UNITED NATIONS – North Korea on Friday accused the United States of being hell-bent on regime change and warned that any maneuvers with that intention will be viewed as a red line that will result in countermeasures.
Pyongyang’s deputy U.N. ambassador, Ri Tong Il, also repeated that his government made it very clear we will carry out a new form of nuclear test but refused to elaborate, saying only that I recommend you to wait and see what it is.
His comments came at North Korea’s second news conference at the United Nations in two weeks, a surprising rate for the reclusive Communist regime.
Ri blamed the U.S. for aggravating tensions on the Korean Peninsula by continuing very dangerous military drills with South Korea, by pursuing action in the U.N. Security Council against his country’s recent ballistic missile launches and by going after Pyongyang’s human rights performance.
In India, 3 rapists get death penalty
An Indian court on Friday sentenced to death three men who raped a photojournalist inside an abandoned textile mill last year in Mumbai, India’s biggest city.
A fourth defendant was sentenced to life in prison, prosecutor Ujjwal Nikam said. He said he asked for the death sentence under a strict anti-rape law introduced after public outrage over a fatal gang rape in New Delhi in 2012.
The three men were also found guilty last month of raping a call-center operator at the same abandoned mill in July 2013, a month before the attack on the photojournalist. Nikam described the three as habitual offenders.
Lawsuit over drone strike deaths tossed
A federal judge on Friday dismissed a lawsuit against Obama administration officials for the 2011 drone-strike killings of three U.S. citizens in Yemen, including an al-Qaida cleric.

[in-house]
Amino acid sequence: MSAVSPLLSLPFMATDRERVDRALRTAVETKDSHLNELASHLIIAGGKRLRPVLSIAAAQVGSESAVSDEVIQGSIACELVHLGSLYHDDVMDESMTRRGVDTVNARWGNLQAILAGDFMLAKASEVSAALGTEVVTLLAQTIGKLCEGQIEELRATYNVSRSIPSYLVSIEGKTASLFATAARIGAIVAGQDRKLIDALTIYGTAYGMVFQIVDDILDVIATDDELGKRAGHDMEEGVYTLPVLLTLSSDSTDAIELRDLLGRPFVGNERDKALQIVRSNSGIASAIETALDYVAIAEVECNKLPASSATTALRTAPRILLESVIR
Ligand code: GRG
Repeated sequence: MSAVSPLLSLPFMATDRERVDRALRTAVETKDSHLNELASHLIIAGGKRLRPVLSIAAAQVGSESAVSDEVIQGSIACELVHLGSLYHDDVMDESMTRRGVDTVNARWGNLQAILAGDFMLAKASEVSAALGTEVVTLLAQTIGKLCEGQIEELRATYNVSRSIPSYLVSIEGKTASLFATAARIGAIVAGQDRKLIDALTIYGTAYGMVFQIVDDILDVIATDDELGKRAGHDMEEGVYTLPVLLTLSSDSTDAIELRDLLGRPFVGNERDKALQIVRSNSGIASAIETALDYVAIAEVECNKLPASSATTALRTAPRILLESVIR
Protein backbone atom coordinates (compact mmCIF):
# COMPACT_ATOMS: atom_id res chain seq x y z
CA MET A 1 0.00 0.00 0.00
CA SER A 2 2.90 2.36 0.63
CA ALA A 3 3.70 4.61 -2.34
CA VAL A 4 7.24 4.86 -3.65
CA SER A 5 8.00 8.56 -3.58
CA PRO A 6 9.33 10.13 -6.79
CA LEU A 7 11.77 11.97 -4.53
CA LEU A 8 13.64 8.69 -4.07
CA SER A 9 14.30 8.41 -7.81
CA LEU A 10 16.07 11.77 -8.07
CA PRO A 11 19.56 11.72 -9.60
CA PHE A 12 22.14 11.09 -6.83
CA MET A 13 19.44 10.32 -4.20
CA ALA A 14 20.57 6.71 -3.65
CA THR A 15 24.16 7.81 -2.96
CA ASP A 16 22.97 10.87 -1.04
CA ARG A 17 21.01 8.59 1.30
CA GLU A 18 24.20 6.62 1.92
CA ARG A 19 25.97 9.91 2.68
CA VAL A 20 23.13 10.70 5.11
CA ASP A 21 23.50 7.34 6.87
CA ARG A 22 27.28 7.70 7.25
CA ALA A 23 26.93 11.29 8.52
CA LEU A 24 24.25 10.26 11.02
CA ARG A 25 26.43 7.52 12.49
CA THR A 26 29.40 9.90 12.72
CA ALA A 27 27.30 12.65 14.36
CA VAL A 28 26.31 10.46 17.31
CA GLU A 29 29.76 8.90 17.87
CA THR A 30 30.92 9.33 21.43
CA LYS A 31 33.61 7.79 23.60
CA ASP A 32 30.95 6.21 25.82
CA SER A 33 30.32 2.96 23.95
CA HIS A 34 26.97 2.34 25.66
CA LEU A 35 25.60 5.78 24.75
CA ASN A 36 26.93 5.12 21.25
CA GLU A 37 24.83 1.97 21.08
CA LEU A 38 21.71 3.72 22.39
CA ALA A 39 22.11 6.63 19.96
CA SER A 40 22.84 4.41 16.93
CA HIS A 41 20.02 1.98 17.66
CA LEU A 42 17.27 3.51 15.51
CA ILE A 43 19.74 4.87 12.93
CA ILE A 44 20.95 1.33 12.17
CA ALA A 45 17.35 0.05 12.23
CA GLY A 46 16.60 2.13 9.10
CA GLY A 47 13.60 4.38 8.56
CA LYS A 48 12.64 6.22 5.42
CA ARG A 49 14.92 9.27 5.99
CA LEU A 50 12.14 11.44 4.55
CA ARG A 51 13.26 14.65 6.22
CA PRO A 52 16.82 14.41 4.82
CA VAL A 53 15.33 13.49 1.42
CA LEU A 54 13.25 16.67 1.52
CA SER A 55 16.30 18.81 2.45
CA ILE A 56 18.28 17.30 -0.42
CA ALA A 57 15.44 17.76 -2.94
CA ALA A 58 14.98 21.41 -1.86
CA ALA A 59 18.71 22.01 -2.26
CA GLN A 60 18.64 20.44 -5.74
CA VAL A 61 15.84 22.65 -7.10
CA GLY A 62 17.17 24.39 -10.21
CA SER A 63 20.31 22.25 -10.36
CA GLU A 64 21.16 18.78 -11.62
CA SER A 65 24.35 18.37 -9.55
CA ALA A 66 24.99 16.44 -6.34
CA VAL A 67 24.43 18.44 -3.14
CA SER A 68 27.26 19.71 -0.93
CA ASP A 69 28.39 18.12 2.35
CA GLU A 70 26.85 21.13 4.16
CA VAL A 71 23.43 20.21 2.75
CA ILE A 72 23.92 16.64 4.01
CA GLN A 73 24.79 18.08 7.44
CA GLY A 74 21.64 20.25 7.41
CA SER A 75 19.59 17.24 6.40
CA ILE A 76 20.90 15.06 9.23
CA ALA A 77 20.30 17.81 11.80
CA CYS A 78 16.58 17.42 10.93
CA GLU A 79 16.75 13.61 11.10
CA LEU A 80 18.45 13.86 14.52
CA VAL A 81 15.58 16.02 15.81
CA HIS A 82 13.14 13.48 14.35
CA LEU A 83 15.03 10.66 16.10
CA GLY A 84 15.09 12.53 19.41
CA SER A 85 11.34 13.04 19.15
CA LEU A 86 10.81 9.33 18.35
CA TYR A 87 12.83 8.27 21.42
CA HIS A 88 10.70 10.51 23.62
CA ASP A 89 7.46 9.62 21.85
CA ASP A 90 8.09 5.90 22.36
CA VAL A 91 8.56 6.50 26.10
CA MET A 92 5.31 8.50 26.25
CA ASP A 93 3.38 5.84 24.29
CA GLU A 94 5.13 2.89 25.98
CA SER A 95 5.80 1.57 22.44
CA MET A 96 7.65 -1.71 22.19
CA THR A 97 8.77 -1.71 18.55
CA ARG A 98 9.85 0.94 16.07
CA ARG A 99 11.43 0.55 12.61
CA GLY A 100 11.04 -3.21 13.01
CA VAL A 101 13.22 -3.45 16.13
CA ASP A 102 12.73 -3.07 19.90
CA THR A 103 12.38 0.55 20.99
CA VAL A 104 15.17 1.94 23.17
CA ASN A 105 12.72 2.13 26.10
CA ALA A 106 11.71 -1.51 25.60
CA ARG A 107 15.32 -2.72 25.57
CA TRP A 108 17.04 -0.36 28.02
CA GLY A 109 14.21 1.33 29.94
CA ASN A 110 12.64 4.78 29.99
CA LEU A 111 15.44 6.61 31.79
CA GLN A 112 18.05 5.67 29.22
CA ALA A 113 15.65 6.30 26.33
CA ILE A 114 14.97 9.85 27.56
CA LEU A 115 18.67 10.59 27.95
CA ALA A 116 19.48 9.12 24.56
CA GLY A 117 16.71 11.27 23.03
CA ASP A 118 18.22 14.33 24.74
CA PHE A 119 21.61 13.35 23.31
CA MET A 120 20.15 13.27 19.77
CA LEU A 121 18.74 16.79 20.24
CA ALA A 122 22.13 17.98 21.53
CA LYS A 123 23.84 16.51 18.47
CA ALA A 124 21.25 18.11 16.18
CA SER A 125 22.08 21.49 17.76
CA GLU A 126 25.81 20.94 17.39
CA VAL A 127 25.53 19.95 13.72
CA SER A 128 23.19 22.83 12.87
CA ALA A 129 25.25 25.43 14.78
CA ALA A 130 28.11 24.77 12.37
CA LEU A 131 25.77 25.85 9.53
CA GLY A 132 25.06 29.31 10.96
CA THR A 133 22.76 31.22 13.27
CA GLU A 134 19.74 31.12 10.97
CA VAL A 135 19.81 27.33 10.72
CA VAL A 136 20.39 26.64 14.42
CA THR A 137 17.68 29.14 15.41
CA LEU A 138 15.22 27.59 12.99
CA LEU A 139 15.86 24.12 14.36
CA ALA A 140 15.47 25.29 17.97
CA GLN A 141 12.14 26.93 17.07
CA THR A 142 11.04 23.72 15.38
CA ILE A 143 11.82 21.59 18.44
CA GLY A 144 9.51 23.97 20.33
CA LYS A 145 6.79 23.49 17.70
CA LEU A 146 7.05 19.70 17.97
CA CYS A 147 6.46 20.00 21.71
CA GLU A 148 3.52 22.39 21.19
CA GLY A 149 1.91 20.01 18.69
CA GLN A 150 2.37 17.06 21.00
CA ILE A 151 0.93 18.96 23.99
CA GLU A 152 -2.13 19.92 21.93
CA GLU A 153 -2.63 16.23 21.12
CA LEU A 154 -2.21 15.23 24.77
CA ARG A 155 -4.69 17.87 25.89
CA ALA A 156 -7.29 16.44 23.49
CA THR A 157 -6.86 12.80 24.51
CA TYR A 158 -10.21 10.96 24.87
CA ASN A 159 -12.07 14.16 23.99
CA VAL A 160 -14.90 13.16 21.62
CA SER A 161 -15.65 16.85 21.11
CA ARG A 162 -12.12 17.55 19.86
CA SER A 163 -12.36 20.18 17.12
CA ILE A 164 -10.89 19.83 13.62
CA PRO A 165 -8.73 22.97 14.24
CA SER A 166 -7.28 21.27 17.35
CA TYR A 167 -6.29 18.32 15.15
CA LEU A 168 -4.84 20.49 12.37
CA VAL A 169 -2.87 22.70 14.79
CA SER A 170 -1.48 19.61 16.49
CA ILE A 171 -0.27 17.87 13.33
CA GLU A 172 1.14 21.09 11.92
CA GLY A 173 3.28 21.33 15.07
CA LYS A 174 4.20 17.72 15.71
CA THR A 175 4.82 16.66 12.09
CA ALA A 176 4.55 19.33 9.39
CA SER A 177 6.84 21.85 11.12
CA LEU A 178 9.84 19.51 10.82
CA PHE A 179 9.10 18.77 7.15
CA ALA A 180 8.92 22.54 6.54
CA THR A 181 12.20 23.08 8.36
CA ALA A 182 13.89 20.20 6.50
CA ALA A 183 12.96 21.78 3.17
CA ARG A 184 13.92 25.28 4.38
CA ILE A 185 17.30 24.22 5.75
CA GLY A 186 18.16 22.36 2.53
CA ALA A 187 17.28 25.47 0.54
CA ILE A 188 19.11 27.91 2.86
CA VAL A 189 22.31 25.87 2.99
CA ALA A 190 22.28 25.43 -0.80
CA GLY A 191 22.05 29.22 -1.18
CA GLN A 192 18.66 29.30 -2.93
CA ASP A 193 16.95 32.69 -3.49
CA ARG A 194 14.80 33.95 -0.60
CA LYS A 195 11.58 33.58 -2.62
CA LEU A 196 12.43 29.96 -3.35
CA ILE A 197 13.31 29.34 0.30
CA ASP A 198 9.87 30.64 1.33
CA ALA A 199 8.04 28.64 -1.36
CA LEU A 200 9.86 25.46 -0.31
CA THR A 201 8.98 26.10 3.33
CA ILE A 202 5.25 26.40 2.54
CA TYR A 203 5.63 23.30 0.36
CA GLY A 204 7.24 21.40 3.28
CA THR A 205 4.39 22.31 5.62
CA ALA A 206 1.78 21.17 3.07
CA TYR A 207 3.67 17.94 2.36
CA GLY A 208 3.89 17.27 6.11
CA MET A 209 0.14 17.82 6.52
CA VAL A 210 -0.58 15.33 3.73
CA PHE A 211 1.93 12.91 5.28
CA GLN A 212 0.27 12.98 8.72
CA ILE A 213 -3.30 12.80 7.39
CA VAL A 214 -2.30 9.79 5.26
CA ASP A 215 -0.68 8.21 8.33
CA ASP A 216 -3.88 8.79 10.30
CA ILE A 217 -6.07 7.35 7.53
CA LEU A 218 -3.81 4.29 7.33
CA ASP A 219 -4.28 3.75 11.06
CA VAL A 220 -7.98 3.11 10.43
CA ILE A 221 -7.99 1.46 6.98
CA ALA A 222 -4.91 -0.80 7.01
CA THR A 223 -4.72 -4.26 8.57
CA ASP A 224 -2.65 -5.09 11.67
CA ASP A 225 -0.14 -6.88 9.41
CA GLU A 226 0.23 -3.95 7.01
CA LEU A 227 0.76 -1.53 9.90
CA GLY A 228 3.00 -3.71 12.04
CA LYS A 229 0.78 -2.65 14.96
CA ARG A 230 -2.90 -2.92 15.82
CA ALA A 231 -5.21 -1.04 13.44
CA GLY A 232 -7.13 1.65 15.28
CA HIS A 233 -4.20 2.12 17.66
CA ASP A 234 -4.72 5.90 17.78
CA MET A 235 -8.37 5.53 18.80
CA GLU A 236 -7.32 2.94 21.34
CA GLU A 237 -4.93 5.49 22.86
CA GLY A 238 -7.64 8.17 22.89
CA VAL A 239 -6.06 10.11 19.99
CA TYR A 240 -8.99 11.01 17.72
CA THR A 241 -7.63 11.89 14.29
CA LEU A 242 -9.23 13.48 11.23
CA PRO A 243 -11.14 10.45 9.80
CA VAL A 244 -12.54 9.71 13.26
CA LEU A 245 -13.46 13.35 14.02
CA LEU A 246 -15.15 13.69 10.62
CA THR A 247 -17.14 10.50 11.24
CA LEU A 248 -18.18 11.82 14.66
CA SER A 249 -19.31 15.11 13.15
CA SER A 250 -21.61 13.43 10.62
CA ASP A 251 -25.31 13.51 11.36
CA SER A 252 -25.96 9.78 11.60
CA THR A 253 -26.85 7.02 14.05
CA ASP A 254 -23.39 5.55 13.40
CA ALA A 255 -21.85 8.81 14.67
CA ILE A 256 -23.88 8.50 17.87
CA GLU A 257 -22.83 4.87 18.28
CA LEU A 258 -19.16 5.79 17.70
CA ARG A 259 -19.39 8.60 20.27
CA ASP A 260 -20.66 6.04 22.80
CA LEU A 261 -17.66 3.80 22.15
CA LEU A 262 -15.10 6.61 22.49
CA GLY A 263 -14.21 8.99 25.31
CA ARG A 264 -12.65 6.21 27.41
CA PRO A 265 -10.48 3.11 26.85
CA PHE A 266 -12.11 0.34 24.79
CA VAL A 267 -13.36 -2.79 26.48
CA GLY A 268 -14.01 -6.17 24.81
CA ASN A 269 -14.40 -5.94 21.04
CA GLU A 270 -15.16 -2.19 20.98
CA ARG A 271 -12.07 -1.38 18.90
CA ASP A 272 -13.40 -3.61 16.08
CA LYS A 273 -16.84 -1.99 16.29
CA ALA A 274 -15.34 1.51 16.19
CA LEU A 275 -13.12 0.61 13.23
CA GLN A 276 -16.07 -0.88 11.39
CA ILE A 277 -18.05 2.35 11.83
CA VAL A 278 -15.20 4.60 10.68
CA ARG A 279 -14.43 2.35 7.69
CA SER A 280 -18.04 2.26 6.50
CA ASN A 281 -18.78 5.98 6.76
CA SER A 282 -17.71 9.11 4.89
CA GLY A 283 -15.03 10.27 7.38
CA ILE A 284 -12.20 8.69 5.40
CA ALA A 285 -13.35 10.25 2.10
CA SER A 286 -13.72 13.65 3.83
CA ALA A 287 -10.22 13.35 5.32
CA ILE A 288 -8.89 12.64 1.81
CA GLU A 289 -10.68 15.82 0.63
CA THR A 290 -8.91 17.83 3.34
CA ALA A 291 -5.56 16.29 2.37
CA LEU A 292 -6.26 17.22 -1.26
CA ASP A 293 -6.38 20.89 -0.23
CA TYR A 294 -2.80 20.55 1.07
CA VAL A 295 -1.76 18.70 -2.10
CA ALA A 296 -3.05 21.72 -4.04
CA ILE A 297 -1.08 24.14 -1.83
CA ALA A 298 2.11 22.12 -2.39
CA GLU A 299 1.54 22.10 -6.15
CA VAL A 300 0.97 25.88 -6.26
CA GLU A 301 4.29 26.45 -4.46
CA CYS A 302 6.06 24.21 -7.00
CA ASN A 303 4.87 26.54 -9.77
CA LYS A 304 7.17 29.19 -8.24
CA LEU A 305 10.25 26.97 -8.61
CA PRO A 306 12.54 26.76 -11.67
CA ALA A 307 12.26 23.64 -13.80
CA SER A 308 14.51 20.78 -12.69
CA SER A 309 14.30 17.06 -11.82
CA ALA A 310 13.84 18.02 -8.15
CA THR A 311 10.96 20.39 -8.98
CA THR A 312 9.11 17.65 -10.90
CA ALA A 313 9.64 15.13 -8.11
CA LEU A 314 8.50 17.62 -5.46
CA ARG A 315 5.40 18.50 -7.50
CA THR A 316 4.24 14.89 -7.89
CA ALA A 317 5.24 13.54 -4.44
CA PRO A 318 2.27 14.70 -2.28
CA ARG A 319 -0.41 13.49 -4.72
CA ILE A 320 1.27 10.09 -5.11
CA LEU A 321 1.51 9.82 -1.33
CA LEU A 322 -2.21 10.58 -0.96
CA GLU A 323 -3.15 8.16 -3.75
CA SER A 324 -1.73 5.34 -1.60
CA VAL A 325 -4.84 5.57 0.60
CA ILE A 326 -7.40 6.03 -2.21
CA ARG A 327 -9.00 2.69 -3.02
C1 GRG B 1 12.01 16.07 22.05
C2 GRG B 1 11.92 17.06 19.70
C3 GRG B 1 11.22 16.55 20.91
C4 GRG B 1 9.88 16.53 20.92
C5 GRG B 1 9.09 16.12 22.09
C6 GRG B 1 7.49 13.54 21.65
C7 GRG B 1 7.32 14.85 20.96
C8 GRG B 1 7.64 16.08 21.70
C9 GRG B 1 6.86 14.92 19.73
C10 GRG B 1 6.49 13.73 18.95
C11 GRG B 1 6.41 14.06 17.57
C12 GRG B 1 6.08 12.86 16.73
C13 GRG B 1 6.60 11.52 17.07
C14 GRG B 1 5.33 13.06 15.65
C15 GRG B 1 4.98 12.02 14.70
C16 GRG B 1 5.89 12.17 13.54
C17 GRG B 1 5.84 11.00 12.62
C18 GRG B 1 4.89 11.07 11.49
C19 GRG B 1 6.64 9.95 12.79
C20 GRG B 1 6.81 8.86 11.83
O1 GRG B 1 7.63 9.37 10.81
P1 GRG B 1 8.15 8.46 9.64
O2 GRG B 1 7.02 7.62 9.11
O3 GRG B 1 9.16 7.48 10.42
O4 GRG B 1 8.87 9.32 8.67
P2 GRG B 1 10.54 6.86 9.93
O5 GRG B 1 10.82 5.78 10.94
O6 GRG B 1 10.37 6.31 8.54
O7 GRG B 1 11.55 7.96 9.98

U.S. District Judge Rosemary Collyer said the case raises serious constitutional issues not easy to resolve but that on these facts and under this circuit’s precedent, the court will grant the administration’s request.
U.S. officials cannot be held personally responsible in monetary damages for conducting war, the judge said in her ruling.
2 US-Mexico drug tunnels discovered
Two drug-smuggling tunnels with rail systems stretching hundreds of yards across the U.S.-Mexico border were discovered by law enforcement officials, and a 73-year-old woman was arrested on suspicion of helping run one operation, federal authorities said Friday.
No contraband was found in connection with the tunnels, which linked warehouses in Tijuana, Mexico, and the Otay Mesa area of San Diego, according to a statement from U.S. Immigration and Customs Enforcement’s Homeland Security Investigations. The tunnels were the sixth and seventh found in the area in less than four years, ICE said.
Services returning to quake-hit Chile
Chilean officials said Friday that water, fuel, electricity and other essential services are being re-established three days after a powerful magnitude-8.2 earthquake rattled the country’s far north. But pockets of poor people living in damaged homes, shantytowns and tents were still suffering the brunt of the disaster, and the hypothermia death of a newborn raised the quake’s toll to seven.
The government also issued a three-month health alert for the quake-hit regions. It grants officials more resources to avoid the spread of infectious diseases by coping with trash and contaminated water from rotting fish in port cities.
Water, power and other basic services had yet to return to Alto Hospicio, a poor area in the hills above Iquique that was one of the worst-hit by the quake.